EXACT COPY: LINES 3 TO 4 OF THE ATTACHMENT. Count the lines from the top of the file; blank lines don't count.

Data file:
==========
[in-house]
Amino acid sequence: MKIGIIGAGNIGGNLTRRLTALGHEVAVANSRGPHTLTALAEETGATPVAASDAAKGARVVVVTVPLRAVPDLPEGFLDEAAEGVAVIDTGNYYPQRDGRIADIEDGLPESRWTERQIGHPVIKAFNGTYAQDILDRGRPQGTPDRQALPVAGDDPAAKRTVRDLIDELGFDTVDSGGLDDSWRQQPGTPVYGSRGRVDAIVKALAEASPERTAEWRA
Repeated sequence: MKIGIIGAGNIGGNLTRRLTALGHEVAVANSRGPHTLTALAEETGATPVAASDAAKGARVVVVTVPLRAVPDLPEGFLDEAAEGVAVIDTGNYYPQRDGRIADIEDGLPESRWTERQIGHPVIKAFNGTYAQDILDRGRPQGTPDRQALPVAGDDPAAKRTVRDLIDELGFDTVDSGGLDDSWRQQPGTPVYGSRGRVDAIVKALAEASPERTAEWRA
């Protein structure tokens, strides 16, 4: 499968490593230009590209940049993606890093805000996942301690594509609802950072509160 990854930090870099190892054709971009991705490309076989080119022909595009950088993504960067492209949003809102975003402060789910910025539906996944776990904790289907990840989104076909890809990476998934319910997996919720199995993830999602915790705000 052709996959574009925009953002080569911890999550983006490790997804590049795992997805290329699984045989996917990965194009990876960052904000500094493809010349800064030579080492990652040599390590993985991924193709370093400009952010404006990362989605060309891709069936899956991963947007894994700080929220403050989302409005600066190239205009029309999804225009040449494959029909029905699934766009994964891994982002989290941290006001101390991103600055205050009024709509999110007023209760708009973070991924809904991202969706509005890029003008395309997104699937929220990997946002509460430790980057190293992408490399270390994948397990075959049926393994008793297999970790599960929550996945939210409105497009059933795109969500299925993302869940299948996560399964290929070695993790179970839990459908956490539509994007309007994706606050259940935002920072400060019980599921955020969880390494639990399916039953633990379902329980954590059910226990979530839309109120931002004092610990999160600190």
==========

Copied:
Repeated sequence: MKIGIIGAGNIGGNLTRRLTALGHEVAVANSRGPHTLTALAEETGATPVAASDAAKGARVVVVTVPLRAVPDLPEGFLDEAAEGVAVIDTGNYYPQRDGRIADIEDGLPESRWTERQIGHPVIKAFNGTYAQDILDRGRPQGTPDRQALPVAGDDPAAKRTVRDLIDELGFDTVDSGGLDDSWRQQPGTPVYGSRGRVDAIVKALAEASPERTAEWRA
């Protein structure tokens, strides 16, 4: 499968490593230009590209940049993606890093805000996942301690594509609802950072509160 990854930090870099190892054709971009991705490309076989080119022909595009950088993504960067492209949003809102975003402060789910910025539906996944776990904790289907990840989104076909890809990476998934319910997996919720199995993830999602915790705000 052709996959574009925009953002080569911890999550983006490790997804590049795992997805290329699984045989996917990965194009990876960052904000500094493809010349800064030579080492990652040599390590993985991924193709370093400009952010404006990362989605060309891709069936899956991963947007894994700080929220403050989302409005600066190239205009029309999804225009040449494959029909029905699934766009994964891994982002989290941290006001101390991103600055205050009024709509999110007023209760708009973070991924809904991202969706509005890029003008395309997104699937929220990997946002509460430790980057190293992408490399270390994948397990075959049926393994008793297999970790599960929550996945939210409105497009059933795109969500299925993302869940299948996560399964290929070695993790179970839990459908956490539509994007309007994706606050259940935002920072400060019980599921955020969880390494639990399916039953633990379902329980954590059910226990979530839309109120931002004092610990999160600190």